I had a conversation with a friend recently, one that made me come to many realizations - but one particularly sticks out to me. It's something that's been subconscious for years, but it took a 3-hour drunk conversation for me to finally say it aloud to myself.
I photograph because I have to. I photograph because I physically need to do it. I photograph because without my camera at a show I feel like I'm missing a limb. I used to feel naked without my camera, mainly because I had the self-confidence of a teenage boy at his first makeout party. I hid behind the guy, let him speak for himself - either in starting a conversation with someone or giving me an excuse to not to talk to someone because I was "working." And yes I refer to my camera as a "he." His name is Sebastian.
It's not like that anymore. My photography has become part of me, in the same way that songs become part of a musician. I'm not defined by my photos, but rather, I define my photos.
I used to call myself a writer, which I still do, but now after doing this for close to 5 years, I think I can call myself an artist. That's a thing, right? It's weird hearing my own voice say "artist" when referring to myself. Mainly because I've spent so much of my life respecting and admiring other artists' work that I can't fathom putting myself in the same category.
That 3-hour drunken conversation wasn't necessarily the only thing that knocked this into focus, but rather it was the last push. Recently I've had everyone from close college friends to local musicians say to my face, "Your photos are awesome. You're awesome." Nothing feels better than when people you admire give you that same admiration back. Or even better yet, when they give you genuine friendship back.
Like I said before, I've been doing this for almost five years, and I've always felt like I fit into this local music scene somehow, but I've never really felt like I belonged. Granted, the only place I've ever really felt wholeheartedly like I belonged was in student journalism, both in high school and college, but when I found local music, I knew where I wanted to belong.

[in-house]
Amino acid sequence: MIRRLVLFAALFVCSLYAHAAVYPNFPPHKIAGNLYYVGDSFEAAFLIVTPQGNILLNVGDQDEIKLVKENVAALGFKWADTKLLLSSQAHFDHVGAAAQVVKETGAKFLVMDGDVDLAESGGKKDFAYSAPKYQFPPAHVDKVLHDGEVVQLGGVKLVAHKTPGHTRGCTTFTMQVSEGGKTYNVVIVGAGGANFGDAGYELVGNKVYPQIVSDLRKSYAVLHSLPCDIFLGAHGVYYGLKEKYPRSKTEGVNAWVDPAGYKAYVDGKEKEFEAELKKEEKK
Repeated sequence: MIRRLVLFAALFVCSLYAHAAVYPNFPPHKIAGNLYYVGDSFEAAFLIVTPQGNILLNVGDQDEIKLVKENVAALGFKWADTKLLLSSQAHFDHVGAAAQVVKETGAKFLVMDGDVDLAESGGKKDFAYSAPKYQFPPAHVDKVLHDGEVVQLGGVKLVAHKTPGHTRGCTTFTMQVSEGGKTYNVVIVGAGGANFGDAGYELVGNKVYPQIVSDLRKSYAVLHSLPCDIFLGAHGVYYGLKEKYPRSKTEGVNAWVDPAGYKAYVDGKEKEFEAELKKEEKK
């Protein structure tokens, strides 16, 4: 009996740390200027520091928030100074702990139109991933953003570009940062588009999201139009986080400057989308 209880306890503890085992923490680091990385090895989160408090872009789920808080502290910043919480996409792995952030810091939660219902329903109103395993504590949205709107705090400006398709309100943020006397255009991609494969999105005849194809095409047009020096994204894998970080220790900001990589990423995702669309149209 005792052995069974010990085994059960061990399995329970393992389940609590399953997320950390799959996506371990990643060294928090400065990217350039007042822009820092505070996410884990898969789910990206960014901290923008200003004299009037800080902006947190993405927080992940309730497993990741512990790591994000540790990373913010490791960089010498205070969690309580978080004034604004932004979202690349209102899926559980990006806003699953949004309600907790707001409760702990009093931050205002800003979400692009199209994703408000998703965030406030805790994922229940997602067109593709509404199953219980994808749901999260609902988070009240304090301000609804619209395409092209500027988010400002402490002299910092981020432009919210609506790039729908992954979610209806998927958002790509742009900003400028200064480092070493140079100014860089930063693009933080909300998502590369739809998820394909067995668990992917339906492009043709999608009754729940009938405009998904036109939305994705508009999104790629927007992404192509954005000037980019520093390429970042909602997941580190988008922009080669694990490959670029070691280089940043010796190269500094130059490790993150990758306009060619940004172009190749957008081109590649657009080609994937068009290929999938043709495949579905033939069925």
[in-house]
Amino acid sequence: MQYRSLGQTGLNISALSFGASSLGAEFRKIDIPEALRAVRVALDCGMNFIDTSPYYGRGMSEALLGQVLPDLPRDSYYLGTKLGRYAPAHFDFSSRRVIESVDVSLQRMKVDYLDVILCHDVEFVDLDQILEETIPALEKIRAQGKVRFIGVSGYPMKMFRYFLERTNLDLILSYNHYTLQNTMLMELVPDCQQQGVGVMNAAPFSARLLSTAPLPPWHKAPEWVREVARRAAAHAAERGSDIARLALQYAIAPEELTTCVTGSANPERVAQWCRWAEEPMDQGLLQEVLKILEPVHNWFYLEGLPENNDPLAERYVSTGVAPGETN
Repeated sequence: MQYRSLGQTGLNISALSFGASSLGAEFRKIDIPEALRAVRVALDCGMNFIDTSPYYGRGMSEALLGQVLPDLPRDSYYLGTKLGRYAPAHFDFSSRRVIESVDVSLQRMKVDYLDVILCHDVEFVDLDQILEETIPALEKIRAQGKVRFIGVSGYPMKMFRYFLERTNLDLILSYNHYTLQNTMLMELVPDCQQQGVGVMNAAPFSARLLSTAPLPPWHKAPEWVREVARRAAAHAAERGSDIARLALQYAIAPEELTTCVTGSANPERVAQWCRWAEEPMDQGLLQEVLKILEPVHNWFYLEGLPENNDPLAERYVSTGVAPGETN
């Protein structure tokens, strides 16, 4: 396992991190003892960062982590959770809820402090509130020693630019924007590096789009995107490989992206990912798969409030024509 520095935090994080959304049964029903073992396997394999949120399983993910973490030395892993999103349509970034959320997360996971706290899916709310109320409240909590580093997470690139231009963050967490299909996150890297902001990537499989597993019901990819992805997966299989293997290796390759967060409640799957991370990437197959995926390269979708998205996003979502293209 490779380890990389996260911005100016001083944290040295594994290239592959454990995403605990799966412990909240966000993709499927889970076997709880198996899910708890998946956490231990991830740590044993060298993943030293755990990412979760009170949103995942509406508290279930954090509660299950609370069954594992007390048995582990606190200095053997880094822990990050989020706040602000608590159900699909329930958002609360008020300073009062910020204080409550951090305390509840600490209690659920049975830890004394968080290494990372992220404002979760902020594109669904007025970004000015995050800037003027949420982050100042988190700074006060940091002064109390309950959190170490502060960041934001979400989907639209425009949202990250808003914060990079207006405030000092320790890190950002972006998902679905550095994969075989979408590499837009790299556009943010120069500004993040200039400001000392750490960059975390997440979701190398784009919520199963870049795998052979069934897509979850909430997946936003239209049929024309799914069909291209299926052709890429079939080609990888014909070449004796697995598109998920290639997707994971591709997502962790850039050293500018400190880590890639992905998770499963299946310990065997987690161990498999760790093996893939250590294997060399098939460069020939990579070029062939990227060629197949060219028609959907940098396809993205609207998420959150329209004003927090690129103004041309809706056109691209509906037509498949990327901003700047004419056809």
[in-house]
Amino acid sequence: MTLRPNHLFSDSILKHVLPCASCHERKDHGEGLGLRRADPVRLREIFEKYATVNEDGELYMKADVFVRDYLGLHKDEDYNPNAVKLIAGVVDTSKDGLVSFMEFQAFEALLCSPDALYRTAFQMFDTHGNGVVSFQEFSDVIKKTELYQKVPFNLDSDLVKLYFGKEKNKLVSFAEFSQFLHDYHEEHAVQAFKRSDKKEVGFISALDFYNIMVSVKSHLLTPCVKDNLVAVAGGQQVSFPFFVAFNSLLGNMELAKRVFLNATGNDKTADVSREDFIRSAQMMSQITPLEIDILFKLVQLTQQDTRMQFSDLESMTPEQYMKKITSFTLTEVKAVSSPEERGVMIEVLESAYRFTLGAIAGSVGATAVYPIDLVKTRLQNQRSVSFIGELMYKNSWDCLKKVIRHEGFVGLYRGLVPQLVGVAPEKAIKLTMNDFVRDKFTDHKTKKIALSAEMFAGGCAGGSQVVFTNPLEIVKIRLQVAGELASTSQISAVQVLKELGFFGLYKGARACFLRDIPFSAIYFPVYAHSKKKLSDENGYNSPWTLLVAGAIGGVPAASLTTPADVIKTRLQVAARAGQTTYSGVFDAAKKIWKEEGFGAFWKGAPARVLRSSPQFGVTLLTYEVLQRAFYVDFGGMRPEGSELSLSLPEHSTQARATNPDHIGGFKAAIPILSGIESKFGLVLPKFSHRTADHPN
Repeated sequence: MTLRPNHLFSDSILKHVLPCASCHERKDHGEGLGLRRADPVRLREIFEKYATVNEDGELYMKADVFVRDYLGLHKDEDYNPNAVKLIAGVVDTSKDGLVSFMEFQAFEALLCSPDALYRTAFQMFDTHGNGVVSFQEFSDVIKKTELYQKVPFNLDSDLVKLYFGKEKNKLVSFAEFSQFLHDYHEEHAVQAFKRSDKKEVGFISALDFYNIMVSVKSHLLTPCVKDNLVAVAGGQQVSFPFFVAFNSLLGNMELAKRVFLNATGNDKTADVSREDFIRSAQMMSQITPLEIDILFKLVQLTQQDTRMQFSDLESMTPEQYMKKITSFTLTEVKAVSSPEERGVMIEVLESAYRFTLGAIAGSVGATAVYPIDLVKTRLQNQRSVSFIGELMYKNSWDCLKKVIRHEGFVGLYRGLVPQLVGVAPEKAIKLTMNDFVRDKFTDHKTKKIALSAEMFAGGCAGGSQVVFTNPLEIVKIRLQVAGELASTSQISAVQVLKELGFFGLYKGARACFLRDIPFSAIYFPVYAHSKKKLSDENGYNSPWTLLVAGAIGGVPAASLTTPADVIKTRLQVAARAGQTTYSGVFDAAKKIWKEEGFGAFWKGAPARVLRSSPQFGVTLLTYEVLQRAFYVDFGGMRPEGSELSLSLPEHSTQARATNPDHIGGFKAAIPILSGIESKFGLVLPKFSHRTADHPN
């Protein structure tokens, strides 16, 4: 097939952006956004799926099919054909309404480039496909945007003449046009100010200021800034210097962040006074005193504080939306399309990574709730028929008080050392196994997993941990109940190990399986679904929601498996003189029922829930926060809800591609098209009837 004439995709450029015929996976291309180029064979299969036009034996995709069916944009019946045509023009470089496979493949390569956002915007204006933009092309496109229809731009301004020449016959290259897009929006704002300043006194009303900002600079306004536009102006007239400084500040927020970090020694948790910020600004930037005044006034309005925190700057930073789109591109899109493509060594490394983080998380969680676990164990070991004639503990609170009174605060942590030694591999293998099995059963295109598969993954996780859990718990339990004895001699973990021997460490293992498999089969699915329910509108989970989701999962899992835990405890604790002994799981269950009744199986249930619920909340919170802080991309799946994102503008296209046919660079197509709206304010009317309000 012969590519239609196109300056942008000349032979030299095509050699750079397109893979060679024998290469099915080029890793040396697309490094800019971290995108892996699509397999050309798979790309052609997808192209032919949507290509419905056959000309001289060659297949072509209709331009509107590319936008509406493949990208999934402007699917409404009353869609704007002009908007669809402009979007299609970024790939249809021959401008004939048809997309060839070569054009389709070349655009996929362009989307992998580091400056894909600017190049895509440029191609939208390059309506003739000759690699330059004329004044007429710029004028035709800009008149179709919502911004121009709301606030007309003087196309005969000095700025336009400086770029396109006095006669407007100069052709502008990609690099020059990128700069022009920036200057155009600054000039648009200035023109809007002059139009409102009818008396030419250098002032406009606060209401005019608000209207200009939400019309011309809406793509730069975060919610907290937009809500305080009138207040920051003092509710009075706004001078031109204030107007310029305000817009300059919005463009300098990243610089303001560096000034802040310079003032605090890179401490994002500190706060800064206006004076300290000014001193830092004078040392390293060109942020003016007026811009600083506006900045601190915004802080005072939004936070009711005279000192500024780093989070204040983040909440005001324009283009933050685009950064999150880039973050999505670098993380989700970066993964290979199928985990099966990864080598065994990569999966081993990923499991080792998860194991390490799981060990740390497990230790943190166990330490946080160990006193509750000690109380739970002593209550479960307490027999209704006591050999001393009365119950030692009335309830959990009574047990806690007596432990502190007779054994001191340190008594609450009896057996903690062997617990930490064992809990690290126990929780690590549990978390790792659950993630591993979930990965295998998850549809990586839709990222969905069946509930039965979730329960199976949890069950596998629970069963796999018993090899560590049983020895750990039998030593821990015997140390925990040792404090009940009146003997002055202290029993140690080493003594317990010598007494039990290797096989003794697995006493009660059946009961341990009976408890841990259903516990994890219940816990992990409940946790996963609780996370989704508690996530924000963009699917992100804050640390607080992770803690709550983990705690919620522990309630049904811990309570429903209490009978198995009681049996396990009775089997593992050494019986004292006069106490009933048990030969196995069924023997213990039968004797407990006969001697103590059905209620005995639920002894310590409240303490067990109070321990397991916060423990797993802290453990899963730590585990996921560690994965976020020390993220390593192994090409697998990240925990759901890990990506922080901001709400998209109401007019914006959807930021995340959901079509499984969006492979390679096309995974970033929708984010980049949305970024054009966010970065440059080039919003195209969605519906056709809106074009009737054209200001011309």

And it wasn't until so recently when I met the guys from Ravenna Woods that I felt that genuine reciprocated friendship, that I was more than the girl with the camera. I've never felt more welcomed by a group of guys before that I can't thank you all enough for making me feel so good about my work, and about myself.
This fall will mark my 5-year anniversary of photographing live music, and I'm thinking it's about time I put together a show. A gallery. My portfolio is big enough so I've got plenty of stuff to choose from to print. I have spent so much time loving what I do, and I just want to be able to share it all with everyone. I love what I do so deeply that I cannot physically not do it. I do it because I love it and it makes me feel good and not because I'm trying to impress anyone. If anything, I'm trying to impress my younger self.
Like, "Hey 19-year-old Abby, I know life sucks right now with your crazy disease and your stupid college and horrible roommate, but guess what? You're going to spend the next 5 years of your life falling head over heels with the Seattle music scene. And you're going to get that whole love affair on camera."
I guess there should be a moral to this story - that would make sense.
Do what you love because you have to. Whether it's music or writing or science or social work or teaching or photography - do it because you can't do anything else. Love what you love just because you love it, and nothing else.
And that's what I finally realized at 2 a.m. after a couple of beers.